Right after George W. Bush was elected President, David Harris asked members of the American Jewish Committee (AJC), "How many of you voted for Bush?" After an uncomfortable silence, a smattering of hands went up among several hundred people.

Such results do not surprise Harris, who is executive director of the AJC. He regularly asks fellow Jewish leaders, "How can we expect evangelical Christians to support our concerns if we support none of theirs?"

That mindset is changing. In May 2001 AJC leaders invited Bush to their annual meeting. The President told an attentive audience about his faith in Christ, his intolerance of religious bigotry, and his faith-based foreign policy. One AJC leader observed, "The wellspring of Bush's decency is his faith."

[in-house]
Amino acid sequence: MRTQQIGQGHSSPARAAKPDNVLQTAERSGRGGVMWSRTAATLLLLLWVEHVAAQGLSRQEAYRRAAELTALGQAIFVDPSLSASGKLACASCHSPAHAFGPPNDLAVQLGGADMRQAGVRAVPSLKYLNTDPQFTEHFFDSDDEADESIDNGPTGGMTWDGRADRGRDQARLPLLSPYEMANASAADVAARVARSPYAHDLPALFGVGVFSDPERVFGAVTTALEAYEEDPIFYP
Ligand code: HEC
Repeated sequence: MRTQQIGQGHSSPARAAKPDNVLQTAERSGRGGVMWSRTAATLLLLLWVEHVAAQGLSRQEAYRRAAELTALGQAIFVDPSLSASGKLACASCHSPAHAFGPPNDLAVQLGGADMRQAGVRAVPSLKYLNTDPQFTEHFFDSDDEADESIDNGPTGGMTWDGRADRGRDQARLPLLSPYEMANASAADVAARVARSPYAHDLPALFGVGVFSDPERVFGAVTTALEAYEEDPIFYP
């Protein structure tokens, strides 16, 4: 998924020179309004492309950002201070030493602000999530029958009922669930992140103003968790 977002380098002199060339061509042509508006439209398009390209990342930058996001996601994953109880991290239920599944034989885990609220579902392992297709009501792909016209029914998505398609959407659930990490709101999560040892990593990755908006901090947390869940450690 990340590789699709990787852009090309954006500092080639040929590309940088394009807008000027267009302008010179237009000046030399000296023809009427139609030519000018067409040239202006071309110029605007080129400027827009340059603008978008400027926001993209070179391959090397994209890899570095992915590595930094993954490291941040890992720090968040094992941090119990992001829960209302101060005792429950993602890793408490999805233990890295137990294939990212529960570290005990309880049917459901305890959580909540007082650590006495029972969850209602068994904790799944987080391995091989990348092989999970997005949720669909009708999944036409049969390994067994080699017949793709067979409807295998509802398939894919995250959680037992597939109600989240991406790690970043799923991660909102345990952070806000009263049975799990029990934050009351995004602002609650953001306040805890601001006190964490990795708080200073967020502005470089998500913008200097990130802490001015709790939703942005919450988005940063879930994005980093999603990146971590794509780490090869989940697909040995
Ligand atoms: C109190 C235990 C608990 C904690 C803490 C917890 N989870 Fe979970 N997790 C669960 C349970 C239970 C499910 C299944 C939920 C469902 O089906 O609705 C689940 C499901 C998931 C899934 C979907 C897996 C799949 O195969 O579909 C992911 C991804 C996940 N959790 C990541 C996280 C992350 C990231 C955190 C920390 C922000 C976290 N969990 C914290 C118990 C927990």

In June the AJC board informed staff members that relations with evangelicals were to be freer and more open—not cautious and defensive. "These people [evangelicals] are my neighbors and friends," one board member said. "I won't insult them by treating them with reserve and caution."

This developing realignment of the AJC provides strong evidence that the outspoken coalition of pro-Israel American Jews and evangelicals reflects a deeper and longer-lasting change in relations between largely conservative evangelicals and their mostly liberal Jewish counterparts.

"I sense a new appreciation on the part of AJC and other Jewish groups for evangelicals," said the Southern Baptist Convention's Richard Land, who serves on the U.S. Commission on International Religious Freedom with the AJC's Felice Gair. "There is a difference in attitude. They have gotten to know evangelicals better. They are less threatened by evangelicals."

Uneasy history


The American Jewish Committee, with 120,000 members ...

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